The 2nd Greatest Briton

by | Jan 16, 2019

Isambard Kingdom Brunel

List of 100 Greatest Britons

In 2002 the BBC polled citizens of United Kingdom to determine who are the greatest Britons of all time. Here are the top ten:

  1. Winston Churchill
  2. Isambard Kingdom Brunel
  3. Princess Diana (the survey was five years after her death)
  4. Charles Darwin
  5. William Shakespeare
  6. Sir Isaac Newton
  7. Queen Elizabeth I
  8. John Lennon
  9. Horatio Nelson (1st Viscount Nelson)
  10. Oliver Cromwell

Link to complete list: 100 Greatest Britons. Others of note: Margaret Thatcher is 16th, Queen Victoria, 18th, Paul McCartney 19th, Stephen Hawking 25th, David Beckham 33rd, Henry VIII 40th, Boy George 46th, Jane Austen 70th, J.K. Rowling 83nd, Richard Branson 86th, J.R.R. Tolken 92nd.

Eight or nine of the top ten should be instantly recognizable to even Americans. But, who in the world is Isambard Kingdom Brunel and how/why is he number two? Why is he above Darwin, Isaac Newton, Shakespeare and all the Beatles? (Obviously, with Princess Diana at number three, this survey has some issues, but still the question of who is Isambard Kingdom Brunel is an interesting one.)

Isambard Kingdom Brunel

Born in 1806, the BBC describes Brunel as “one of the most versatile and audacious engineers of the 19th century, responsible for the design of tunnels, bridges, railway lines and ships”. He died in 1859.

In 1825, when he was nineteen, Brunel, along with his father, created the first tunnel under a navigable river – the Thames Tunnel. At the time it was considered “The Eighth Wonder of the World.” It is 1,300 feet long and runs 75 feet under the Thames. It was designed to be used by horse-drawn carriages, but instead was mainly a shopping arcade and place of entertainment. Later it was converted for use by trains. It is still in use.

The Thames Tunnel

At age 24, in 1931, his design won a competition for a bridge to cross the River Avon Gorge. At over 700 feet, it was the longest suspension bridge in the world at the time. It stands about 250 feet above the river. It was an amazing feat as “modern computer analysis has revealed that in his design of the crucial joints between the 4,200 links that make up the bridge’s chain, Brunel had made an almost perfect calculation of the minimal weight required to maintain maximum strength.”*

Clifton Suspension Bridge -Bristol, U.K.

He designed the railways, bridges, tunnels and viaducts for the Great Western railway. He determined that rails 7 feet apart were superior to the 4’8″ gauge that was standard. Unfortunately, his superior wider-gauge rails never caught on. A notable engineering feat related to the railroad was the “Box Tunnel” which is 1.75 miles long and was dug with such precision that when the dig met in the middle the two ends were off from each other by less than two inches. The tunnel was dug through solid rock. 1,500 men worked on the tunnel in shifts so that work continued 24 hours a day. The tunnel took five years to complete.

Box Tunnel

Isambard Kingdom Brunel was WAY ahead of his time in terms of shipbuilding. He pioneered the view that a longer and bigger ship would be more efficient (the reasons have to do with the relationships between mass and volume and water resistance).

He designed the ship “Great Western” which was the first transatlantic steam ship. Another of his ships was the “Great Britain” – the world’s first iron-hulled, screw propeller-driven, steam-powered passenger liner.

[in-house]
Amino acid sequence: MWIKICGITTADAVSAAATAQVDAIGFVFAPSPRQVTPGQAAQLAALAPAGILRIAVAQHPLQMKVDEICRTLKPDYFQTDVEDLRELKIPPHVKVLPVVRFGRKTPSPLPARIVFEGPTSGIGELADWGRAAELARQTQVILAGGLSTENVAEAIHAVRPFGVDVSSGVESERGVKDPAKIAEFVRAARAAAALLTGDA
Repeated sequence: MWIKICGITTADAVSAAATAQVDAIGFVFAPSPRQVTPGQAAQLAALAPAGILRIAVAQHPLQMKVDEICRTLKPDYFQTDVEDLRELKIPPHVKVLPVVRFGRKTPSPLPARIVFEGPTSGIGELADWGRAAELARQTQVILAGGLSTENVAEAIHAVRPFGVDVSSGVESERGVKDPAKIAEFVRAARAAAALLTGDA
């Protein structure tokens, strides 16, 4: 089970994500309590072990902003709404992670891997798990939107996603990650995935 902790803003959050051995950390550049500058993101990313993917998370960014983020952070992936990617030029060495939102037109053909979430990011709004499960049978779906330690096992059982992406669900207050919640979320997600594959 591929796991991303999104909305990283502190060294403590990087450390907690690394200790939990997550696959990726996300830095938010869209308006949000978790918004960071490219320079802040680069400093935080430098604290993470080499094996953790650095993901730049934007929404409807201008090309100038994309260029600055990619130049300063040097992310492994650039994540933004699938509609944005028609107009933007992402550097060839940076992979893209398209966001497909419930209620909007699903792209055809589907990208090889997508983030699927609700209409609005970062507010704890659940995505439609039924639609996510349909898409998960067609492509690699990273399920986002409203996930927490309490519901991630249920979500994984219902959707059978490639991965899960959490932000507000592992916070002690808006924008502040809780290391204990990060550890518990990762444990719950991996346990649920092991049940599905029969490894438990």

SS Great Britain

The “Great Eastern” was by far the largest ship ever built at the time at over 700 feet long. It wasn’t surpassed in size for nearly 50 years.

SS Great Eastern

Other great Brunel structures:

View south down St George’s Road of Isambard Kingdom Brunel’s original timber fanned viaduct. This viaduct was replaced by an all stone structure which opened on the 17 August 1902. St George’s church can be seen on the right
Royal Albert Bridge

*Quote from:


  1. Terrific article John.
    I don’t recall hearing about him before this. Brunel was obviously a giant of engineering. This work is beyond my ability to fully understand, but I certainly appreciate it. It’s fortunate that his work and legacy is still prominent today.
    It’s amazing to look backward and find forward thinking people who brought society forward.
    Their impact is probably magnified when the society around them is successful and can learn from and carry such advances forward. Imagine all the great inventors an innovators in history, that were not historically recorded? Their forgotten or ignored advances didn’t have the impact we needed.
    Unlike when history continues to detrimentally repeat itself by revisiting our darker tendencies…(i.e. war, genocide, group think, etc.), true genius and problem solving is rarer.
    It far easier for humanity to destroy than create. As our modern world hurtles forward with massive data, communication and multiplicity, I don’t fear that information may be lost. Rather I think we have so much it will be harder to pull the “needles out of the haystack” that will allow true progress.
    And knowing everything about a celebrity or reality star isn’t going to bring society forward…unless it’s about me ; )

  2. Just when I think I know most of the important stuff in the world, something comes along to remind me I don’t know even 1% of the good stuff. This was fascinating and inspiring.

  3. I had no ideal. How amazing for such a short life. I especially liked the Royal Albert bridge design ; and his name of course


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